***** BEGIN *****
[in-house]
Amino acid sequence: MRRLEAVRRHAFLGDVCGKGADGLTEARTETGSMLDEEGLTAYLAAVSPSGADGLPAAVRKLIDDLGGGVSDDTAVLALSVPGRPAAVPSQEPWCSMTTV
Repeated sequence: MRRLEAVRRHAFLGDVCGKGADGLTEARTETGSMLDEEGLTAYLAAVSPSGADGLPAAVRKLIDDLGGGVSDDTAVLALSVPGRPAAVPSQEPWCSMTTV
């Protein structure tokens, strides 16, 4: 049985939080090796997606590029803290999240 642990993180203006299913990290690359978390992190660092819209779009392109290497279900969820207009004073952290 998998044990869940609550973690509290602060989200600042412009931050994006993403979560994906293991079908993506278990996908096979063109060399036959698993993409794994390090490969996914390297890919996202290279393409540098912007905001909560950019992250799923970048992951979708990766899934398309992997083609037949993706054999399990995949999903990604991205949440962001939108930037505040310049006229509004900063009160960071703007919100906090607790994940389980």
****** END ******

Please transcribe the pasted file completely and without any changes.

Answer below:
[in-house]
Amino acid sequence: MRRLEAVRRHAFLGDVCGKGADGLTEARTETGSMLDEEGLTAYLAAVSPSGADGLPAAVRKLIDDLGGGVSDDTAVLALSVPGRPAAVPSQEPWCSMTTV
Repeated sequence: MRRLEAVRRHAFLGDVCGKGADGLTEARTETGSMLDEEGLTAYLAAVSPSGADGLPAAVRKLIDDLGGGVSDDTAVLALSVPGRPAAVPSQEPWCSMTTV
């Protein structure tokens, strides 16, 4: 049985939080090796997606590029803290999240 642990993180203006299913990290690359978390992190660092819209779009392109290497279900969820207009004073952290 998998044990869940609550973690509290602060989200600042412009931050994006993403979560994906293991079908993506278990996908096979063109060399036959698993993409794994390090490969996914390297890919996202290279393409540098912007905001909560950019992250799923970048992951979708990766899934398309992997083609037949993706054999399990995949999903990604991205949440962001939108930037505040310049006229509004900063009160960071703007919100906090607790994940389980």